The American psychiatrist Fredric Wertham, originally from Germany, started a campaign against the immensely popular comic strips in the 1950s. Wertham aimed his arrows at what he called crime comics, the comic strips in which detective and gangster fight each other, wars are fought with human opponents, monsters, aliens, and so on. According to Wertham, it could be scientifically proven that the violent and sexual content of those comics had a devastating effect on the sense of normality of American youth.
Although Wertham’s scientific evidence was paper-thin, his cry of alarm was heard. It came to a hearing in the Senate, a code of conduct for comic strip makers, and a wave of purge in the comic bookshelves. But in doing so, Wertham had denied many American children the opportunity to let their imaginations run wild and identify with heroes. A boy who until then had read with red ears the space adventures of Flash Gordon, Charles Bolden, is now director of the space agency NASA. Wertham has expressed regret for this, albeit only two decades later, at a congress of American comic artists. He even ventured to publish on the positive link between comics and creativity, but he was unable to regain confidence.
No Time for Homework
But parents, and maybe teachers too, will from time to time carefully consider how much time is spent on gaming? Every scientific study of gaming and behavior starts with this effect: there are only 24 hours in a day, and every hour spent on gaming, no homework is done. You might think that gaming, in moderation, is good for learning performance. Playing games is learning, and brain gymnastics is good. Koot and Bie already sang it thirty years ago: ‘Take a jog through your upstairs room, trim a bit more with your brain. Within a week you will be kilos more proficient, also be on the leash mentally.’ Some studies have found fruit in less obvious areas, such as language skills. For example, in research by an American authority in the field: Constance Steinkuehler, professor at the University of Wisconsin and advisor to President Obama on video games and learning for several years. Steinkuehler researched ‘World of Warcraft’, a complex game in which players have their own character, their avatar, in the crowded online fantasy world of Warcraft. Language skills appeared to be stimulated not only by the role-playing itself but also by the well-attended discussion forums about the game.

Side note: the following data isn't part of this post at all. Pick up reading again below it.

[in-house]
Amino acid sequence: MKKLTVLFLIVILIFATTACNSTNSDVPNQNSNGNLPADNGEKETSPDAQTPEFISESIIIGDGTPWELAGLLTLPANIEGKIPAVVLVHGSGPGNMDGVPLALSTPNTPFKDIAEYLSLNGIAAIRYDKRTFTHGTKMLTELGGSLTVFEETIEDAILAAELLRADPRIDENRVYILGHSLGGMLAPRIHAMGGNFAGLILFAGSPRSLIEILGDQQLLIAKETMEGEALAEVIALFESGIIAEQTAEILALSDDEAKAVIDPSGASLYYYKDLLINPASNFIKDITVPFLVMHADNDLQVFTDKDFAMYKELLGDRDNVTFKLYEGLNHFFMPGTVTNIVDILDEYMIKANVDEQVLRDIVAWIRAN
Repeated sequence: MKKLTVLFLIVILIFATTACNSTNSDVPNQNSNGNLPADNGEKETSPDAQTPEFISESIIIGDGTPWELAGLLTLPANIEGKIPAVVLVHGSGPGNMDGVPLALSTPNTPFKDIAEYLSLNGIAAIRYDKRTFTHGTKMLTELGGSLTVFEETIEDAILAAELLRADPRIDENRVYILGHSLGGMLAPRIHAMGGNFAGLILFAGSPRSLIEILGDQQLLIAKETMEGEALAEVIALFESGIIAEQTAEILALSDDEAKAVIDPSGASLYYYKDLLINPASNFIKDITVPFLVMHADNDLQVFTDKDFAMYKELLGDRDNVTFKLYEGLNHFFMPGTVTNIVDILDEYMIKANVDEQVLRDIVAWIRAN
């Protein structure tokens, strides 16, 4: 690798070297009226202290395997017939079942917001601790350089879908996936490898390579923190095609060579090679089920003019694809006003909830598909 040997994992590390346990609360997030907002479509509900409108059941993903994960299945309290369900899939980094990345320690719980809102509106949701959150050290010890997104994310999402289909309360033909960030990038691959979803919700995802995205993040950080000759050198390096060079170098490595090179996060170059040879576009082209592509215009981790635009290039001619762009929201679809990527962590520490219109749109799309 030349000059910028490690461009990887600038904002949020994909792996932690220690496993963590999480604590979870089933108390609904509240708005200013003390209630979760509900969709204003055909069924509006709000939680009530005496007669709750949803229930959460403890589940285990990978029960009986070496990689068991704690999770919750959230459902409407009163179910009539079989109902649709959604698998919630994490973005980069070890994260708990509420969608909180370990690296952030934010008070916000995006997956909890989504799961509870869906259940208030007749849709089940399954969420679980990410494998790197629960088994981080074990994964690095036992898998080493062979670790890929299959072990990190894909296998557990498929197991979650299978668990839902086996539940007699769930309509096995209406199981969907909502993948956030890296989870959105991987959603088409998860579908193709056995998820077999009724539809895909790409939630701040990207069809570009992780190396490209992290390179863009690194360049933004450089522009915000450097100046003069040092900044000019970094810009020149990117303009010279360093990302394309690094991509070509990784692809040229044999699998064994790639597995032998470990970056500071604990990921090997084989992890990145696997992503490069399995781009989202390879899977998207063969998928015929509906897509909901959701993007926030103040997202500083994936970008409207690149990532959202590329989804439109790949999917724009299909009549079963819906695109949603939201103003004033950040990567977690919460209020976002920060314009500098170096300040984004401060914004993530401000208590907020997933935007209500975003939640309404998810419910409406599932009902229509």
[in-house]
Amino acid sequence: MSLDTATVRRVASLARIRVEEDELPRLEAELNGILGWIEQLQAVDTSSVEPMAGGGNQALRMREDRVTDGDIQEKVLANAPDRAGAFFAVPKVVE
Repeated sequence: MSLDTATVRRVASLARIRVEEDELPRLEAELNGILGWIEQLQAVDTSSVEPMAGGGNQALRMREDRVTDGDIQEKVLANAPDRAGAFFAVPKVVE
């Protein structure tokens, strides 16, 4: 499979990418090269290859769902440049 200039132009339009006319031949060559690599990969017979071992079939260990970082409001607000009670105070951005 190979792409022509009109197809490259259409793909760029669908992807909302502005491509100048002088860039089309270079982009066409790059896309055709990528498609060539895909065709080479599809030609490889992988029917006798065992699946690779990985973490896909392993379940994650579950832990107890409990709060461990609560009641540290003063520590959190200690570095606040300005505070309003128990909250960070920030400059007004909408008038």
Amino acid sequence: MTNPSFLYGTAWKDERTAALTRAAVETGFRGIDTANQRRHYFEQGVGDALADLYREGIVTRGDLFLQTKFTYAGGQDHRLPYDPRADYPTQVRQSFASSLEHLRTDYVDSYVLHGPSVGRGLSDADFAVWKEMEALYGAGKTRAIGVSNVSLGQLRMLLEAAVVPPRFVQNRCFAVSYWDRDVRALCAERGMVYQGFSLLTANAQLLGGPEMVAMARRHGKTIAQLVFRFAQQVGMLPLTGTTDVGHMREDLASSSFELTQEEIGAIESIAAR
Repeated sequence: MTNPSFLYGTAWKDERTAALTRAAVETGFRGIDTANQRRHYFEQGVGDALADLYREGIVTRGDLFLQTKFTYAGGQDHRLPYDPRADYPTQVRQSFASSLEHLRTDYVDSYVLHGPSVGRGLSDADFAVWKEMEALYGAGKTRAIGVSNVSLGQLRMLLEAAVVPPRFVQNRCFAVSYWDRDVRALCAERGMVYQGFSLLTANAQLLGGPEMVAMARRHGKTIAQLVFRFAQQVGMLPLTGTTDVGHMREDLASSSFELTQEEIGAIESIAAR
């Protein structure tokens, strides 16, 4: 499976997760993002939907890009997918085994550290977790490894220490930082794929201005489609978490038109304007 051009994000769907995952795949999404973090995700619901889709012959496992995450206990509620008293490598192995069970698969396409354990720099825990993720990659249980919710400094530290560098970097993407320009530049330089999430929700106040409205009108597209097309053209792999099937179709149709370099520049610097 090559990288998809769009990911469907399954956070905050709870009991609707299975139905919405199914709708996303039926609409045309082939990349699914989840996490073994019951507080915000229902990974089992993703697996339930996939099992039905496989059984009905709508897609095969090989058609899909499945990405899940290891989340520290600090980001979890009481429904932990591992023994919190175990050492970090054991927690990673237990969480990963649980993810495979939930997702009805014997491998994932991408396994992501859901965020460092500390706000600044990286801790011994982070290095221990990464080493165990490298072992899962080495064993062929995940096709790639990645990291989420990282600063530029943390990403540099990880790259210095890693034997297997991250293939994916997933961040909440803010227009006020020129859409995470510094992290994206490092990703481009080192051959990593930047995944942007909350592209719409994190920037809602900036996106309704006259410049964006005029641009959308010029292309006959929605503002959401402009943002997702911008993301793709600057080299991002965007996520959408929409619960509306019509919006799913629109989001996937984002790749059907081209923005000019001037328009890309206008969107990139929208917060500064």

Gaming at school?
The obvious conclusion is that education should make use of games. And a lot of research is now being done on this, not only in the US but also in the Netherlands, including in the Center for Gaming Research at Utrecht University. Here too, a moral debate can flare up again: should education go along with the world of gaming or should it give the students, who are being mad about their games, the peace of mind of a good book? Aside from that moral debate, Ferguson says, it is clear that games can serve educational purposes. If you want to take advantage of that, you have to think about the speed difference: gaming is a race track compared to school. Education should be careful not to go along with this too much because you can fly out of the corner, he warns, but some adjustment would be good. Not only because that high speed is a measure of the society in which students will work, but also for a pragmatic reason: “To get the attention of students, education must compete with the other things that children do, including gaming. In a competitive struggle, education is lagging behind, because gaming is fun and school is boring. That has never been different. I found school quite boring. So it must continue to develop in order to get the child’s attention.” If you are interested in a multiplayer online battle arena and you don’t have an account visit ‘buy LOL account‘ for more details.